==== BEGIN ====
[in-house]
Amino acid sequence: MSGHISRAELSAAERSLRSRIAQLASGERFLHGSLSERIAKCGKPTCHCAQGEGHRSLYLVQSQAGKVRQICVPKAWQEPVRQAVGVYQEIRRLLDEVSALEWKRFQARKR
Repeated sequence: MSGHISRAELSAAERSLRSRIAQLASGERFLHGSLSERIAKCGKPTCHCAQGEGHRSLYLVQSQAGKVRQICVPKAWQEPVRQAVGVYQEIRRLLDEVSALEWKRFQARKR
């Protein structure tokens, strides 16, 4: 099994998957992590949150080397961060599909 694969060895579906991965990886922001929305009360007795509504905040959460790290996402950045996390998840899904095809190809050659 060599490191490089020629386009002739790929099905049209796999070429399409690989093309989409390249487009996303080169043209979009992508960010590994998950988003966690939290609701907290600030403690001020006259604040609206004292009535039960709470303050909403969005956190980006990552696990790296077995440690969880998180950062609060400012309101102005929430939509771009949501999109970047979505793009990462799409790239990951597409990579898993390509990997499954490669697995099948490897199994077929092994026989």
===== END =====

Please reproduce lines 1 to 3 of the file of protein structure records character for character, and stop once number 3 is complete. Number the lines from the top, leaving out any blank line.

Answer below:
[in-house]
Amino acid sequence: MSGHISRAELSAAERSLRSRIAQLASGERFLHGSLSERIAKCGKPTCHCAQGEGHRSLYLVQSQAGKVRQICVPKAWQEPVRQAVGVYQEIRRLLDEVSALEWKRFQARKR
Repeated sequence: MSGHISRAELSAAERSLRSRIAQLASGERFLHGSLSERIAKCGKPTCHCAQGEGHRSLYLVQSQAGKVRQICVPKAWQEPVRQAVGVYQEIRRLLDEVSALEWKRFQARKR